The Romanian government’s attempts to prevent the country’s former anti-corruption chief Laura Codruța Kövesi from becoming the first head of the European Union’s newly-created European Public Prosecutor’s Office are becoming increasingly desperate.
Already under investigation for her role, more than a decade ago, in the extradition from Indonesia of a convicted fraudster, Kövesi was informed on March 7 – during an interrogation lasting more than five hours – that she was also being accused of leading an “organised crime syndicate” while serving as boss of the DNA, Romania’s anti-corruption department.
Specifically, prosecutors at the controversial Special Section for the Investigation of Crimes Committed by Magistrates (which exists outside the jurisdiction of Romania’s independent prosecutor general, answering directly to the country’s justice minister, Tudorel Toader) claim that while head of the DNA Kövesi was complicit in “unjust repression” while investigating alleged cases of corruption.
On the same day, the European parliament formally nominated Ms Kövesi for the European Public Prosecutor’s job. “We need more exemplary women like Laura Codruța Kövesi in leadership positions,” said the parliament’s president, Antonio Tajani.
Kövesi does not believe the date chosen for her interrogation was a coincidence.
“They summoned me on the seventh of March knowing that exactly on that day the European parliament would vote on my candidacy,” she said.
On what was a busy day for all concerned, Mr Toader had a letter published in the Financial Times in which he claimed that Kövesi was not fit for the European prosecutor’s job.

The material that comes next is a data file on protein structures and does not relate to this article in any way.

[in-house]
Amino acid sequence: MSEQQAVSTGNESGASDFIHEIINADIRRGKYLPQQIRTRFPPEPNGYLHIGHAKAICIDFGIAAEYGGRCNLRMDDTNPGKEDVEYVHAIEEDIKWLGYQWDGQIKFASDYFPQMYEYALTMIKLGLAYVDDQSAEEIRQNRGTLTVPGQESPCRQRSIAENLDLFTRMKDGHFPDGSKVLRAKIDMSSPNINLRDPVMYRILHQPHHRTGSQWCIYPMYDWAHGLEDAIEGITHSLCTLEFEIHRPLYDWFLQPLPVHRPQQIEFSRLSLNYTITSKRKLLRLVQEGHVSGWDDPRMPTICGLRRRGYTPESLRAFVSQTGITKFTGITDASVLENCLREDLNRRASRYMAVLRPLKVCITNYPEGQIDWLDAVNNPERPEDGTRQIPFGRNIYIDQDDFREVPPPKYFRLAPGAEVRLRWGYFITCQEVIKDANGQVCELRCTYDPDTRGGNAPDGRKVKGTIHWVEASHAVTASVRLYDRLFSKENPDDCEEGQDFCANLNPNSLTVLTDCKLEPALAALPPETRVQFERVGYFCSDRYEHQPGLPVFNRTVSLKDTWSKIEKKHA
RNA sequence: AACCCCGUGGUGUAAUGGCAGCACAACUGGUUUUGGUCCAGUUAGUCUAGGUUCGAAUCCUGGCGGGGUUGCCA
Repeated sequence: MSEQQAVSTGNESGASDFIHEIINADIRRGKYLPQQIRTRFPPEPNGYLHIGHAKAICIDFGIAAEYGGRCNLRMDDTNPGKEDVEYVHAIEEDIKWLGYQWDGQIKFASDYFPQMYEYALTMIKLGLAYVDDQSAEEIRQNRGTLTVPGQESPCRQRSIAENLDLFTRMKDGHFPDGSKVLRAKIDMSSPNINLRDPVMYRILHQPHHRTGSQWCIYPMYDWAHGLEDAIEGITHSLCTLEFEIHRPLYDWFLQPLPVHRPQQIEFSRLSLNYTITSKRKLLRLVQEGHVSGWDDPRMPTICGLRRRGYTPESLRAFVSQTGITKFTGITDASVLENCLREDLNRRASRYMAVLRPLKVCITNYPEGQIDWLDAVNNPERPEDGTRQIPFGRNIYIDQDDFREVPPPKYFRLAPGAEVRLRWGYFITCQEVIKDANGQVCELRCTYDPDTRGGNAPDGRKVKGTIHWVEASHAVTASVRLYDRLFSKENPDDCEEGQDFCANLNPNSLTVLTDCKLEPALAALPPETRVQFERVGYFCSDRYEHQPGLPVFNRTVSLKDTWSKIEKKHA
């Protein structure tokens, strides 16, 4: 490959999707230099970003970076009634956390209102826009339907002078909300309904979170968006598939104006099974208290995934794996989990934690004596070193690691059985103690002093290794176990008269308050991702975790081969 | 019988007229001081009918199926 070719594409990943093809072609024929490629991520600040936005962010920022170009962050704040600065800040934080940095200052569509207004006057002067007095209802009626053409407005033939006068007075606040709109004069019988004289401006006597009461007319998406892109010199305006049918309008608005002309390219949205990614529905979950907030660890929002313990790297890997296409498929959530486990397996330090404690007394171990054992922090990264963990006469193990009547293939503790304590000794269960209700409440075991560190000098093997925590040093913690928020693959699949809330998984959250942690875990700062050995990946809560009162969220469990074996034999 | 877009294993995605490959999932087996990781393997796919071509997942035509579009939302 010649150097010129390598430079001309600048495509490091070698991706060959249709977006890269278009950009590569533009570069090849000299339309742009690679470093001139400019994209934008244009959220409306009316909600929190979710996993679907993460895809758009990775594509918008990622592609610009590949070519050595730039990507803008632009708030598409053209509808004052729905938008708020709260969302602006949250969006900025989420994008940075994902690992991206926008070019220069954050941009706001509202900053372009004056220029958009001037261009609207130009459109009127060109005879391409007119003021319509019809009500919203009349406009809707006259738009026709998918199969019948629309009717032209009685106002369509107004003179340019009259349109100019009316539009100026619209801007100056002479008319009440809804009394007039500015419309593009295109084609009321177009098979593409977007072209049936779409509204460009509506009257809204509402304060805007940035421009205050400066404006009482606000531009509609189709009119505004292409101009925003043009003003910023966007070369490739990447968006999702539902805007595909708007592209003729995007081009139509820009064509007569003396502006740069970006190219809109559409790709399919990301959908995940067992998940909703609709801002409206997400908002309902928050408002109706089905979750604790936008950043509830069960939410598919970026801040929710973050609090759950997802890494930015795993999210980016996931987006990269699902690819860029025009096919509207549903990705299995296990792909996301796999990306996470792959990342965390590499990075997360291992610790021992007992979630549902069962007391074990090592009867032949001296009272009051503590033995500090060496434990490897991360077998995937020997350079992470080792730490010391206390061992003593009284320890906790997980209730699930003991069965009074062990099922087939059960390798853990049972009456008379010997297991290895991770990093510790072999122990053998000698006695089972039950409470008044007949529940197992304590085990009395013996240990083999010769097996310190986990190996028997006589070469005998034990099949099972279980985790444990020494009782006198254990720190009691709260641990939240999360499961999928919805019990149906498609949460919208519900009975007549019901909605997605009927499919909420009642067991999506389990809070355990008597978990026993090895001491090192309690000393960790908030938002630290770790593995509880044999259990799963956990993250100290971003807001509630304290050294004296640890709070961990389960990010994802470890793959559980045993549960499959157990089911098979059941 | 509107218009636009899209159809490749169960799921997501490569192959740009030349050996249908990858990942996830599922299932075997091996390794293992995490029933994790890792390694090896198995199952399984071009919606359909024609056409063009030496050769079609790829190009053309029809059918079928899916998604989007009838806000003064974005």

“From all the evidence I have seen – from judges, prosecutors and other credible sources – Ms Kövesi should not be appointed to this vitally important position,” wrote Toader. “She was not dismissed last year because the anti-corruption agency she headed, the DNA, was targeting corrupt politicians. She was dismissed because the DNA was breaking the law. Our Constitutional Court said so. Ms Kövesi’s investigative strategy was based on coercion,” he continued, and there was more:
“After Ms Kövesi’s departure from the DNA, we discovered that, during a four-year period while she was in office, DNA investigations were opened against 3,420 judges and prosecutors – over half the magistrature service in the country. Typically, these investigations remained open and were never brought to trial. They were used to coerce the court system.”
The following day, the DNA published its own letter in the Financial Times (quickly becoming the forum of choice, it would appear, for Romania to wash its dirty laundry) revealing that Mr Toader’s statistics were false.